Andrew Dice Clay didn’t expect to find his next Big Shot eating his lunch on the sidewalk.
And yet there he was, sipping a Coke and softly radiating in the imperturbable tranquility of a clear skied January day when Dice approached, filming the man and sheepishly asking in a nasally voice, “You heard I got the new phone?”
Dice’s Instagram gag is to walk up to strangers and insist they must recognize “this famous face of mine.” Most instead softly protest — “I dont know you,” one lady recently said – while most simply scurry away. Sidewalk lunch guy, on other hand, couldn’t be bothered to do either — and simply looked up at Dice and earnestly replied, ‘Congratulations.’”
“I couldn’t get home fast enough to show my girlfriend,” Dice tells Billboard. The sidewalk lunch man was now a Big Shot, a title Dice bestows on the people he features on his Instagram channel, which has 400,000 followers. “If there was an actual casting session for a TV show on Big Shot, he would have got the part.”
Dice is in the midst of prepping for his own showcase moment, with a big return comedy comeback show to be held at Manhattan’s Carnegie Hall on Feb. 15. “35 years ago they would not have allowed me on the same block,” says Dice of the famously classy venue.
After all, Dice made his name in the late ’80s and early ’90s with a foul-mouthed routine that exploded across television like a hand grenade, shocking TV audiences and galvanizing millions of fans who bought up his comedy records and paid to see his concerts. Dice, whose real name was Andrew Silverstein, became an overnight star and arena headliner, becoming the first (and to date only) comedian to sell out two nights at Madison Square Garden.
His agent Dennis Arfa, now at AGI, would field calls “from every promoter in the country, from Ron Delsener to Stu Green to Bill Graham,” Dice tells Billboard. “And honestly, they didn’t know if I was a singer, a magician or a juggler. They just knew I was the guy who went on sale and in 48 minutes sold out.”
Dice’s material would make him and those he worked with millions, but the crass nature of his jokes about sex and women — as well as his targeting of gays and immigrants — became a growing problem for those around him. His refusal to soften his material (he recently told Joe Rogan, “Dice doesn’t get f–ked, Dice does the f–king”) would eventually be his undoing, although his flame would burn out much slower than history portrays.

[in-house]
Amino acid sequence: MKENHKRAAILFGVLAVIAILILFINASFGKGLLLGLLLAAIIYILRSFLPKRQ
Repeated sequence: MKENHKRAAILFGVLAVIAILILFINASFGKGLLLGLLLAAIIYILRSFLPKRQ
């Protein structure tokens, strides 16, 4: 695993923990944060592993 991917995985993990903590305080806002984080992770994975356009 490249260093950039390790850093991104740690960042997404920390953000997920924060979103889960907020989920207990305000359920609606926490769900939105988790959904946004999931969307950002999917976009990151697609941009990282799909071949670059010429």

While Dice’s gigs were being protested by gay rights groups like Queer Nation, it was powerful gay men in Hollywood – record producer David Geffen, 20th Century Fox’s Barry Diller and manager Sandy Gallin who developed Dice’s act and protected him for years.
In 1990 Diller would part ways with Dice, spiking a multi-movie agreement with him on the eve of the launch of his first film the Adventures of Ford Fairlane — a move that a 2023 episode of Vice’s The Dark Side of Comedy about the comedian equated to a death knell for his career. But the truth is that Dice was far from done with television, remaining active in TV and touring for another decade. He inked deals with ABC, CBS and HBO, and launched the 1995 sitcom Bless This House on CBS without any real opposition from within the entertainment business.
Dice performed his final show at Madison Square Garden in 2000, inked a deal with SiriusXM in 2005 and stayed busy for the next 20 years doing occasional TV work, radio appearance and standup gigs. His recent comeback began seven months ago, when comedian and longtime friend Bill Burr convinced Dice to warm up the crowd at one of Burr’s headliner gigs.
“When we walked in his dressing room for the show, Bill stood up with a big smile and went, ‘Dice, you’re gonna do some time, right?’” Dice recalls. “The minute I got introduced, the New Jersey crowd went absolutely nuts.”
It’s not just Burr either – podcaster Joe Rogan, comedians Sebastian Maniscalco and Jim Norton, radio megastar Howard Stern and dozens of other high-profile comedians have long supported Dice and cited him as an inspiration. And while he has never apologized for his past remarks toward gays, women and immigrants, he has softened his personality, and even slightly dialed back his famously filthy routine for one of his comebacks shows at the Wiltern in LA last year.
“I’m less ego and more self-deprecating,” he explains, noting that he enjoys mentoring younger talent and is more eager to share the spotlight with others — like the deadpan man eating his lunch on the sidewalk.
“One word, that’s all he need to get the part.” Dice notes. “One word to let the world know that this man is a genius.”